Infinite WTF
December 11, 2012 3:18 PM   Subscribe

Personal recommendations for a reader's companion to Infinite Jest?

I've actually never read with a companion guide, but my mother has purchased Infinite Jest for my sister for Christmas and I'd like to give her a better shot at getting through it than my own attempt, which was #fail. (Please don't make me give up my MeFi membership.)

I found this, but I'd like MeFi's recommendation.
posted by DarlingBri to Writing & Language (15 answers total) 23 users marked this as a favorite
In 2009 I read Infinite Jest with a lot of other people, during the Infinite Summer. The website of the communal experience is stilll online. Including a forum with sometimes very detailled discussions.

I recommend that site above any book, because of the many different voices on the same book.
posted by ijsbrand at 3:30 PM on December 11, 2012 [4 favorites]

The Burn companion is very good, but it has some spoiler problems and it's truly obsessively hyper-detailed in a way that might not be congenial for casual reading. I wouldn't necessarily recommend it for a gift purchase or a first reading outside a graduate seminar (or unless the recipient is a graduate-seminar kind of reader). Basically, as long as it's okay to miss stuff, it's probably more fun to read the book without it the first time. You can always buy the companion for her second reading.
posted by RogerB at 3:52 PM on December 11, 2012

Agree with RogerB. I love IJ, but in my opinion the first time you read it you should accept the fact that you're going to be disoriented and confused and miss a lot -- and not fight that. Just keep moving because it will make more and more sense as you go along. I actually skipped some of the footnotes the first time I read it, which is totally antithetical to authorial intent, but it did help me get to the end. And of course I did later go back and re-read it carefully, as intended. Actually I've read it several times now.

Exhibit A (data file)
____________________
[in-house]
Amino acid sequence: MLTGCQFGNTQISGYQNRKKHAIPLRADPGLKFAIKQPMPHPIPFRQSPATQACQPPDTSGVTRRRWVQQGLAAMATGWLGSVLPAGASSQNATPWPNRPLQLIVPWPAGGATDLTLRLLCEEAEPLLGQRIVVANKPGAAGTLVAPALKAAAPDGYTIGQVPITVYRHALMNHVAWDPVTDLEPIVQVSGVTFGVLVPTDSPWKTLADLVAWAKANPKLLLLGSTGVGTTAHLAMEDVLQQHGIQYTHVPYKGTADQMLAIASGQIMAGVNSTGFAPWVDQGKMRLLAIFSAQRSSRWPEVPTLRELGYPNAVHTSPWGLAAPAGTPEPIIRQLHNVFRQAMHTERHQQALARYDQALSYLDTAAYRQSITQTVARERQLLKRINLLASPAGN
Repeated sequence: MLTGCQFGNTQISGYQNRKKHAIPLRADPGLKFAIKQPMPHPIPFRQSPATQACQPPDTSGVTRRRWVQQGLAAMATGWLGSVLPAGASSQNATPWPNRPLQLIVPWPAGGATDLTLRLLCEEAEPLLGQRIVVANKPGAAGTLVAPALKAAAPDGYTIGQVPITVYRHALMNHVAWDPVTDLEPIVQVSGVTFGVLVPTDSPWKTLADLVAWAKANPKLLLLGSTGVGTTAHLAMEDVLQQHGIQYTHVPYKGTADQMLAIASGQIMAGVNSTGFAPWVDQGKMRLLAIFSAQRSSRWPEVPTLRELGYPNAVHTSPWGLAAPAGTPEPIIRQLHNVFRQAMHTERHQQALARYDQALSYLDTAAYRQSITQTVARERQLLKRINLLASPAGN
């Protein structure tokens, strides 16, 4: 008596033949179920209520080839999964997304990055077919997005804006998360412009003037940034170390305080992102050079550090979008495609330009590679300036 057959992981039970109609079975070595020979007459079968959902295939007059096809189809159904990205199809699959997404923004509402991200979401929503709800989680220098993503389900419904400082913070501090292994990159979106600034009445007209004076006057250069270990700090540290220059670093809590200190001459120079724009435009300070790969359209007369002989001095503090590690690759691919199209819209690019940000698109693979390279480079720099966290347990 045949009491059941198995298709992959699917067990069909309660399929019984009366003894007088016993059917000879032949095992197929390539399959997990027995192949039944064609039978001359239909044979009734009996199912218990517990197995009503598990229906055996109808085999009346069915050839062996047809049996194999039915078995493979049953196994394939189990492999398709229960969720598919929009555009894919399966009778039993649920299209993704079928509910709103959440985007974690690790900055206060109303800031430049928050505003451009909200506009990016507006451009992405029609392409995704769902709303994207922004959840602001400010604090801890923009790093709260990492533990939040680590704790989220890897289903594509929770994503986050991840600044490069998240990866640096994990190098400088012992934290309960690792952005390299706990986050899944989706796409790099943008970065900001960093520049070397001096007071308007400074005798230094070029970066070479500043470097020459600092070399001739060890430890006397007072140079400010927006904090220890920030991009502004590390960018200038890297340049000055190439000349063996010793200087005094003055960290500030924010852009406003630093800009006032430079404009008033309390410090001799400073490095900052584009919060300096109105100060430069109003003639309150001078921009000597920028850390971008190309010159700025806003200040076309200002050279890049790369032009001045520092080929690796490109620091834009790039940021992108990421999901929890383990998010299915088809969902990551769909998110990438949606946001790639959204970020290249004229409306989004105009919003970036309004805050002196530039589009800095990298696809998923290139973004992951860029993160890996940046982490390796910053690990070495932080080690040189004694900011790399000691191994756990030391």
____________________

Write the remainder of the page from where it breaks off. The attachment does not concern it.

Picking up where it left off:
Other tips: it's a great e-reader book (not nearly as unwieldy as the print book, plus the footnotes are hyperlinked, which makes them easier to deal with). Or, if you're not an eBook person, get the paperback and tear it into thirds so you can carry it around with you, hold it up in front of you in bed, etc.
posted by pocketfullofrye at 4:12 PM on December 11, 2012 [3 favorites]

Response by poster: I'm not concerned about a second reading at this juncture. I am looking for a reference to encourage her to get through a 1st reading. I sort of suspected the Burns was more of a seminar thing but Elegant Complexity looks like a good option.
posted by DarlingBri at 4:17 PM on December 11, 2012

I know this is challenging the premise of the question, but I think DFW very much intended people to be confused as they went. I think it would be boring to have some things explained prematurely, and might actually thwart enjoyment she'd have otherwise had.
posted by phrontist at 4:22 PM on December 11, 2012